About Niche Modeling

The following is a new version of the About Page. Gradually getting this website organized the way I want it.

I have always been fascinated with prediction.

As an undergraduate I made stock predictors on the first PCs and lost money in 1987.

Studied maths, statistics and started a PhD in ecological prediction.

Developed betting systems and lost money.

Studied algorithms for predicting species distributions and developed GARP which other people used for cool things like finding new species of chameleon in Madagascar.

Developed automated trading systems for FOREX in 2002 and lost money.

So I know a few things about prediction, and more about how not to do prediction. In addition, in this blog I hope to pass on a few, and help people to predict better. Like predicting the risk to poultry from Bird Flu using GIS spatial analysis. Or monitoring the health of different types of hydrocoral polyps on reefs. The possibilities are endless.

Continue reading About Niche Modeling

Phillips et al. Maxent

The paper by S.J. Phillips, R.P. Anderson, and R.E. Schapire — A maximum entropy approach to species distribution modeling — introduces to niche modelers for the first time the Maximum Entropy approach well known in machine learning. They also provide the Maxent software for predicting species distribution using Maxent, and evaluate against a well know method called DesktopGARP in predicting the distribution of two Neotropical mammals, a sloth Bradypus variegatus and a rodent Microryzomys minutus.

The Maxent principle is to estimate the probability distribution, such as the spatial distribution of a species, that is most spread out subject to constraints such as the known observations of the species. Maxent uses entropy as the means to generalize specific observations of presence of a species, and does not require or even incorporate absence points within the theoretical framework. Presence-only points are observations of the presence of a species. For a variety of reasons, absence of a species is not usually recorded.

Continue reading Phillips et al. Maxent

Rings of Noise on Hockey Stick Graph

Finally, one journalist has the message right: Duane Freese in his article — “Hockey Stick Shortened?” — at TechCentralStation reports on the National Academy of Sciences report “Surface Temperature Reconstructions for the Last 2,000 Years“. Repetition of the consensus view of strong evidence of recent global warming is not newsworthy. Increase in the uncertainty of the Millennial temperature record is. He says:

The most gratifying thing about the National Academy of Science panel report last week into the science behind Michael Mann’s past temperature reconstructions – the iconic “hockey stick” isn’t what the mainstream media have been reporting — the panel’s declaration that the last 25 years of the 20th Century were the warmest in 400 years.

The hockey stick, in short, is 600 years shorter than it was before and the uncertainties for previous centuries are larger than Mann gave credence. And when the uncertainty of the paleoclimatogical record increases with time, the uncertainty about human contribution is likewise increased. Why? For a reason noted on page 103 of the report: climate model simulations for future climates are tuned to the paleoclimatogical proxy evidence of past climate change.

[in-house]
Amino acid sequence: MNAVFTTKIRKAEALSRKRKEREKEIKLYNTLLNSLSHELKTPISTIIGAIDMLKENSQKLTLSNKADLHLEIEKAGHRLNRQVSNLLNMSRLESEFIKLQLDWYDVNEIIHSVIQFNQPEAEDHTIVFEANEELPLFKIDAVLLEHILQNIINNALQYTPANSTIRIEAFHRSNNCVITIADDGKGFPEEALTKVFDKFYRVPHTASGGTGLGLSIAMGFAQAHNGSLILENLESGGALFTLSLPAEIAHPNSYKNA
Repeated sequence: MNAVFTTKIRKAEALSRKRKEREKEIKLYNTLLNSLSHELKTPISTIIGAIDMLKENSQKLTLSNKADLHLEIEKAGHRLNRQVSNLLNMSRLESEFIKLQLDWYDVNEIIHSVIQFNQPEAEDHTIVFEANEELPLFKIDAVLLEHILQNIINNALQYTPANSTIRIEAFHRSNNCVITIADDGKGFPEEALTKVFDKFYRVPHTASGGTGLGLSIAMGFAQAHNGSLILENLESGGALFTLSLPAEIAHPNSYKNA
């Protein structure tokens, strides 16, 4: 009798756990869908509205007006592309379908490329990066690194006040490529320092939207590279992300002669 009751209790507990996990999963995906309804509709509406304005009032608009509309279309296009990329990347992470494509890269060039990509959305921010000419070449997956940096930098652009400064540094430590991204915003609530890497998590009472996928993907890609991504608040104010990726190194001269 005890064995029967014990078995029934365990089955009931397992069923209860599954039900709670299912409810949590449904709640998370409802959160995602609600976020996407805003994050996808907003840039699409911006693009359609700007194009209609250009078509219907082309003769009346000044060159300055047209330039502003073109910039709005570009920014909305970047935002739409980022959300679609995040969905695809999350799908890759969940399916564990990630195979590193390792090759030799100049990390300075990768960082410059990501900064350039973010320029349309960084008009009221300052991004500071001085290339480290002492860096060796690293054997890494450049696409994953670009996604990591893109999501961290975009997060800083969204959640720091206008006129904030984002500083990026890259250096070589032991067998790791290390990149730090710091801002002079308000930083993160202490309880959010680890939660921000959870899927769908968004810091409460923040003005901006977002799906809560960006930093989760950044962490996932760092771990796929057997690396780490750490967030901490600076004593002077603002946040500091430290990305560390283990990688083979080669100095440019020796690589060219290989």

Continue reading Rings of Noise on Hockey Stick Graph

Hwang Woo Suk Trial Sets Precedent for Academic Fraud

The trial of Hwang Woo Suk has begun, and it would be a good time to clarify some of the issues to be adjudicated.

Hwang was indicted on charges of fraud, embezzlement and bioethics violations. Hwang has admitted ethical lapses in human egg procurement for his research.

As to embezzlement charges, prosecutors say Hwang used bank accounts held by relatives and subordinates in 2002 and 2003 to receive contributions from private organizations, laundered the money by withdrawing it all in cash, breaking it up into smaller amounts and putting it back in various bank accounts. They claim he bought gifts for his sponsors, politicians and other prominent social figures, and bought a car for his wife.

But it is the fraud charges that are interesting. Prosecutors say they will take no separate action over the fabrication of data in Hwang’s published research. Prosecutors say:

“There is no precedent in the world where someone has been punished for fabricating research results, and the matter should be left to academic mechanisms.”

Continue reading Hwang Woo Suk Trial Sets Precedent for Academic Fraud

Results Management

What is ‘results management’?

Accountants and auditors are often concerned with various kinds of alteration of figures, a practice euphemistically called ‘earnings management’. For example in “An Assessment of the Change in the Incidence of Earnings Management around the Enron-Andersen Episode” – Mark Nigrini

In 2001 Enron filed amended financial statements setting off a chain of events starting with its bankruptcy filing and including the conviction of Arthur Andersen for obstruction of justice. Earnings reports released in 2001 and 2002 were analyzed. The results showed that revenue numbers were subject to upwards management. Enron’s reported numbers are reviewed and these show a strong tendency towards making financial thresholds.

Benford’s law which is a conjecture concerning the expected frequency of digits in unmanaged data, is useful for detecting fraud and other forms of results management. I have posted on some results applied to time series data here, and here. An R module used for analysing these time-series data is available from this site here.